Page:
75 PIVOTAL PUBLIC POLICIES: AMERICA’S CIVIL RIGHTS ACT

While slavery was abolished in the United States in 1865, as the Civil War ended, many African-Americans continued to be treated as second-class citizens. Protests and acts of civil disobedience led by the likes of the Reverend Martin Luther King brought about many significant changes, of which the most comprehensive, in that it addressed not just racoism but other forms of discrimination, was the Civil Rights Act.

 

 

The new law passed in 1964 prohibited discrimination by federal and state governments based on race, colour, religion, sex and national origin. Four years later, in 1968, a second Civil Rights Act extended this protection to also prohibit discrimination based on race, creed and national origin in the sale, rental and financing of housing.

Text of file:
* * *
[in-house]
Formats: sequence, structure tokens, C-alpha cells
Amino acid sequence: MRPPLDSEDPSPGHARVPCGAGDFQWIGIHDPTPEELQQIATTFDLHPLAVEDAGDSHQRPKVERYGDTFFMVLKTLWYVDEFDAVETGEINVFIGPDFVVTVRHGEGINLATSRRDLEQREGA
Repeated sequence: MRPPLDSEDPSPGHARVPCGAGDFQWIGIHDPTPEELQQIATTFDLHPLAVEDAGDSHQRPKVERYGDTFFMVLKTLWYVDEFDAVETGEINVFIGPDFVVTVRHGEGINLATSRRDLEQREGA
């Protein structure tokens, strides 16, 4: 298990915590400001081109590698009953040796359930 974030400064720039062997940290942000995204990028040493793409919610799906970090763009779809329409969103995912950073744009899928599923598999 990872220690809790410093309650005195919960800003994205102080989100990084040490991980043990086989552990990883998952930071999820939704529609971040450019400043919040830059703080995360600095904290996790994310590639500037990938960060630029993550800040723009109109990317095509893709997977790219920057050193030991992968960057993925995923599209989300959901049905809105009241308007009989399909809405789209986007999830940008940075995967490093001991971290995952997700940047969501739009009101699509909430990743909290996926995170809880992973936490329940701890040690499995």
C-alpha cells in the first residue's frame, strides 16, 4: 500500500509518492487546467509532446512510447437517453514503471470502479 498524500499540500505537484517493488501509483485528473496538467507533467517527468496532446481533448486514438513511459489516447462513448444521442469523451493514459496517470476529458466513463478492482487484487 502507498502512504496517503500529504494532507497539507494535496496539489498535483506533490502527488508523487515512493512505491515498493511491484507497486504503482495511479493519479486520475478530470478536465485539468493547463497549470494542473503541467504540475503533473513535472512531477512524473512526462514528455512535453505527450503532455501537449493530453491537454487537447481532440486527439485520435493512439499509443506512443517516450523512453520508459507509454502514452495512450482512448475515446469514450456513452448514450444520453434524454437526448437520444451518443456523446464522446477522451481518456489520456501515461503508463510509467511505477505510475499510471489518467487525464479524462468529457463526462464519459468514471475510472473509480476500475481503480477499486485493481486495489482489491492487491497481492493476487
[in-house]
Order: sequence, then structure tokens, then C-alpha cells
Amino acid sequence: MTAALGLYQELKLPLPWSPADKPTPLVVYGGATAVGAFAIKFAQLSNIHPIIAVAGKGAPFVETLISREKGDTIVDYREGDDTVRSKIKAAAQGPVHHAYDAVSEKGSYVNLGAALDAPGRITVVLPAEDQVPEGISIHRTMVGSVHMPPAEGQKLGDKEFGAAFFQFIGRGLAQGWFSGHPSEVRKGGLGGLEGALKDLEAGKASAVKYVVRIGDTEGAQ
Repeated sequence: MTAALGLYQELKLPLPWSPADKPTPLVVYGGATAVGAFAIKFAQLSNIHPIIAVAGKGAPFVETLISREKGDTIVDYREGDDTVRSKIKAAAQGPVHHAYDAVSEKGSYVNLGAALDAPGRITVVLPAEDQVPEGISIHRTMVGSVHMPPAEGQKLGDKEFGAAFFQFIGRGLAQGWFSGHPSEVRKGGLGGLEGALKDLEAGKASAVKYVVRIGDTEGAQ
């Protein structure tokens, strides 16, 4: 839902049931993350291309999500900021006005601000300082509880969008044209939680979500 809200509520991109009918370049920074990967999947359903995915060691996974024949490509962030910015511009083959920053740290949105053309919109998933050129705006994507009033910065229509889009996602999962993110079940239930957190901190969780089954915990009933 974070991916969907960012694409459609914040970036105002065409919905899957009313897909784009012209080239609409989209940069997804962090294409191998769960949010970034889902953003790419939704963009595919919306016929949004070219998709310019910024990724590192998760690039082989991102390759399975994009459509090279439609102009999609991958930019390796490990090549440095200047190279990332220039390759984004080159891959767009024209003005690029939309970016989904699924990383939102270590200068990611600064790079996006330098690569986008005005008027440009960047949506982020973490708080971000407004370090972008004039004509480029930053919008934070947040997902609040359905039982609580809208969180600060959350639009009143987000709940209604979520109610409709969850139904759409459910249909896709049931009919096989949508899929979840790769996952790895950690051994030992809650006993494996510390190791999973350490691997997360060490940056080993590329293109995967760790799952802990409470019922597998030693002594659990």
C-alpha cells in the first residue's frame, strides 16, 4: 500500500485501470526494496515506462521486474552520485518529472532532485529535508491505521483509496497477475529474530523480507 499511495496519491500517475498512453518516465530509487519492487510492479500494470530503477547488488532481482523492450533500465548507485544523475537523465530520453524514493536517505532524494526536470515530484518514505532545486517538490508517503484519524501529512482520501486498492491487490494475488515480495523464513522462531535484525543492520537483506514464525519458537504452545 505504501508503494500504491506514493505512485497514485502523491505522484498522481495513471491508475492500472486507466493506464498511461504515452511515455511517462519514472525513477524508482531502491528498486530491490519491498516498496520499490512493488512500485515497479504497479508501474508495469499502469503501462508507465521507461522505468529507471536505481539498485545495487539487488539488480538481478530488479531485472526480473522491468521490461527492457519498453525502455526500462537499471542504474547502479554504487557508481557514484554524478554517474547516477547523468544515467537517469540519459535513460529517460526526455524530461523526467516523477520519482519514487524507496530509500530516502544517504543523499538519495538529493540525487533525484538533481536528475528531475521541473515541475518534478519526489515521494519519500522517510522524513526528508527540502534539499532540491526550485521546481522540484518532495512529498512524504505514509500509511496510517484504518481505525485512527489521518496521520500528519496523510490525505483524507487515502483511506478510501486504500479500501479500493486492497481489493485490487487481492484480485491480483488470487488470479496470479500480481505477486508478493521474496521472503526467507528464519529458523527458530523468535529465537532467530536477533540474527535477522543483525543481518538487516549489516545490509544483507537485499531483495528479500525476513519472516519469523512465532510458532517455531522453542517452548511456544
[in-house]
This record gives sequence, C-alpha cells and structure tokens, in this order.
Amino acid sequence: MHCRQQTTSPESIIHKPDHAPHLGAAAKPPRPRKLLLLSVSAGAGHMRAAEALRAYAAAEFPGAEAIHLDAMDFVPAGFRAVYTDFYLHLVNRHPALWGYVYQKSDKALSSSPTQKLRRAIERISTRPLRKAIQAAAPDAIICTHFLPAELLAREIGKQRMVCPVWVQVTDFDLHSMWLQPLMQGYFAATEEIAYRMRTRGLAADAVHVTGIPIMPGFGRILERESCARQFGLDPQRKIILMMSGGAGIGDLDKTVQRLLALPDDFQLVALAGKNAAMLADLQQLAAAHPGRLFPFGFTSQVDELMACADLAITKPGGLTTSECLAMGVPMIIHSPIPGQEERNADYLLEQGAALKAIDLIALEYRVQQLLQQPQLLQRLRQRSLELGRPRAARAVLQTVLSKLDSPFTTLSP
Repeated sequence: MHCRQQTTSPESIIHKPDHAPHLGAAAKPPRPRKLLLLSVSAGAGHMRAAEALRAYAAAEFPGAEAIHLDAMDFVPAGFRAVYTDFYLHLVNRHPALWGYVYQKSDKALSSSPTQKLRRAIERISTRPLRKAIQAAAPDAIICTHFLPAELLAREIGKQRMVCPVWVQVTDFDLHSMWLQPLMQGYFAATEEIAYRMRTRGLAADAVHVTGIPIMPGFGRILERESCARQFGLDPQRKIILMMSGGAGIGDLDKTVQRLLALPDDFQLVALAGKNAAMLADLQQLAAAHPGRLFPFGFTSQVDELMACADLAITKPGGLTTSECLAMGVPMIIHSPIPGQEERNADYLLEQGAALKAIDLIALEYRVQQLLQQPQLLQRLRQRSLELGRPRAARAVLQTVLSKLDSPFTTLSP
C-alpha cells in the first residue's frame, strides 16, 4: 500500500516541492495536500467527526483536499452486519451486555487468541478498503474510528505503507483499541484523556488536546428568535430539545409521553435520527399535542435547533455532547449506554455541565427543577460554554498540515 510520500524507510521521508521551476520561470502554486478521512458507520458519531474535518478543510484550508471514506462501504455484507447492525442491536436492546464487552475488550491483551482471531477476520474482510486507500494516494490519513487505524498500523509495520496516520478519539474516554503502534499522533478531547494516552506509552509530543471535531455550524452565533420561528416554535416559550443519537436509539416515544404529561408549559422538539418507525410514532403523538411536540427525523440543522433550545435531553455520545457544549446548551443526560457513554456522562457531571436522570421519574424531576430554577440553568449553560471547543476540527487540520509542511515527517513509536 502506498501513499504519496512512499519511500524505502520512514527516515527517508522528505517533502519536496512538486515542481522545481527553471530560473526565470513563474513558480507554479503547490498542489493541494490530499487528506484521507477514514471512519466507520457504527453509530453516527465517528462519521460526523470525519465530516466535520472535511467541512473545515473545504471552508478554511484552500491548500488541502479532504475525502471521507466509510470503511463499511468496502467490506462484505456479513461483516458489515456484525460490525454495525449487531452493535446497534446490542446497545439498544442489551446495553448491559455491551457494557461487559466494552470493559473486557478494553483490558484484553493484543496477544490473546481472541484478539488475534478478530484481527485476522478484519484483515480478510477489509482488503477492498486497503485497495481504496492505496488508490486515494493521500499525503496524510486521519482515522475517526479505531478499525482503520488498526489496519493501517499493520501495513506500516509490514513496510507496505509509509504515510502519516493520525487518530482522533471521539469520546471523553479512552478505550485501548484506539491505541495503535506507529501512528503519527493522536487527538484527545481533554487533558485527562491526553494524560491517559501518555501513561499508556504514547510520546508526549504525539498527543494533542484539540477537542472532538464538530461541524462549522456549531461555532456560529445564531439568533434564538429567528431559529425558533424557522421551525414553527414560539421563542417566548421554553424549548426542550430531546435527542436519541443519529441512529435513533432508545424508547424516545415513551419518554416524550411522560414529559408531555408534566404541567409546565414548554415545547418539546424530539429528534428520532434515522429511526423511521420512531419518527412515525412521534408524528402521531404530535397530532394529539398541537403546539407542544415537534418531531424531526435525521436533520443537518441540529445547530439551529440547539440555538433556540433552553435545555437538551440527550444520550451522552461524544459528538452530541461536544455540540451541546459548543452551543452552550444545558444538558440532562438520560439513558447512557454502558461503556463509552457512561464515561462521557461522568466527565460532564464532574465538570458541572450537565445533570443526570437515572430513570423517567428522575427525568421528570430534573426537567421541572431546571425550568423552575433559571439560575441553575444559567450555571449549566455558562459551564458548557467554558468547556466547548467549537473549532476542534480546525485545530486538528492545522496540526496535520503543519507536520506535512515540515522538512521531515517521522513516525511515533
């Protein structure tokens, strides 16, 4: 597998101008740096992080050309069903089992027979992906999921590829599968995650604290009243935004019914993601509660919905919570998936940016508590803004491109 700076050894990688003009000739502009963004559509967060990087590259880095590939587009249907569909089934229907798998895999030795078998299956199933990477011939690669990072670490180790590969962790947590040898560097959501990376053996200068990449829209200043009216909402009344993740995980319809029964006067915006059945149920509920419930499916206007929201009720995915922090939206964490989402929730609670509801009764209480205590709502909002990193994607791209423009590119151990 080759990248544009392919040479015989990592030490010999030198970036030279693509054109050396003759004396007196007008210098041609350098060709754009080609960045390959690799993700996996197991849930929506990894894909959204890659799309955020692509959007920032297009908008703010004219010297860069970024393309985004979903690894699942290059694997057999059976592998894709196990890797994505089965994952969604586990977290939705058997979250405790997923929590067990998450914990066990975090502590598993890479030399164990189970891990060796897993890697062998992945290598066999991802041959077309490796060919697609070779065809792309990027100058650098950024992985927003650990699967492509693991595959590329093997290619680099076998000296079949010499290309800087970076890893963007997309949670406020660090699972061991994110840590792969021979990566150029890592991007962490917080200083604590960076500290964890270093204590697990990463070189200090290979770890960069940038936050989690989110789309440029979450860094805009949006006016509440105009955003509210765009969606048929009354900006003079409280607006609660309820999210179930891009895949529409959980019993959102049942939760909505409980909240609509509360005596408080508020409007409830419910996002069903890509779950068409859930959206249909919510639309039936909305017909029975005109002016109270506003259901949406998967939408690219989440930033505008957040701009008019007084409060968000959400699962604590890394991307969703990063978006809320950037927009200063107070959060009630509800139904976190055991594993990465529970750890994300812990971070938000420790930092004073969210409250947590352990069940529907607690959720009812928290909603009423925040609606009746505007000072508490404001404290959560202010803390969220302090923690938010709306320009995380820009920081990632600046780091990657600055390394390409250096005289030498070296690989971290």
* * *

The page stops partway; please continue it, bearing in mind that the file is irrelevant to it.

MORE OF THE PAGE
While many of these groups continue to experience discrimination including, as the #blacklivesmatter campaign has highlighted, African-Americans, these laws represented a significant step forward in the struggle for equality, and were a foundational part of what President Lyndon Johnson called the Great Society.

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